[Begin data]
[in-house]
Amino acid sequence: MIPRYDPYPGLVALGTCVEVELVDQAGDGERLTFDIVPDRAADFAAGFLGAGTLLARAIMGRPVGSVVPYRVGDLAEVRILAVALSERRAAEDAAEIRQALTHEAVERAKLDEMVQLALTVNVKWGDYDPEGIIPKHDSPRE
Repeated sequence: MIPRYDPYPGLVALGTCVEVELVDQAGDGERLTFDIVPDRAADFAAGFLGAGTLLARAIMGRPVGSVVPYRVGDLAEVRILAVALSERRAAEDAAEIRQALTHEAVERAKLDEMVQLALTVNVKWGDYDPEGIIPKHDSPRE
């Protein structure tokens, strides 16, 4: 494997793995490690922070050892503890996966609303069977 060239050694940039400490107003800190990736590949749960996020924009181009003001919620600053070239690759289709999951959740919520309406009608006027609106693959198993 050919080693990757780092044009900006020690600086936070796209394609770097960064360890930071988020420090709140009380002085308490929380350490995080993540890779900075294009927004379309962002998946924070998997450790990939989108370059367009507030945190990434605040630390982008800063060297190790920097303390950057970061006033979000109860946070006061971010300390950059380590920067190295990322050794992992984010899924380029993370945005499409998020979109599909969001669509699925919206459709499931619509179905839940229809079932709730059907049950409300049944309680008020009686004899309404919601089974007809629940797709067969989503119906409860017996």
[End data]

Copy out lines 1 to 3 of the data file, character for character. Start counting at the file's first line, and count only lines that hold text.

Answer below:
[in-house]
Amino acid sequence: MIPRYDPYPGLVALGTCVEVELVDQAGDGERLTFDIVPDRAADFAAGFLGAGTLLARAIMGRPVGSVVPYRVGDLAEVRILAVALSERRAAEDAAEIRQALTHEAVERAKLDEMVQLALTVNVKWGDYDPEGIIPKHDSPRE
Repeated sequence: MIPRYDPYPGLVALGTCVEVELVDQAGDGERLTFDIVPDRAADFAAGFLGAGTLLARAIMGRPVGSVVPYRVGDLAEVRILAVALSERRAAEDAAEIRQALTHEAVERAKLDEMVQLALTVNVKWGDYDPEGIIPKHDSPRE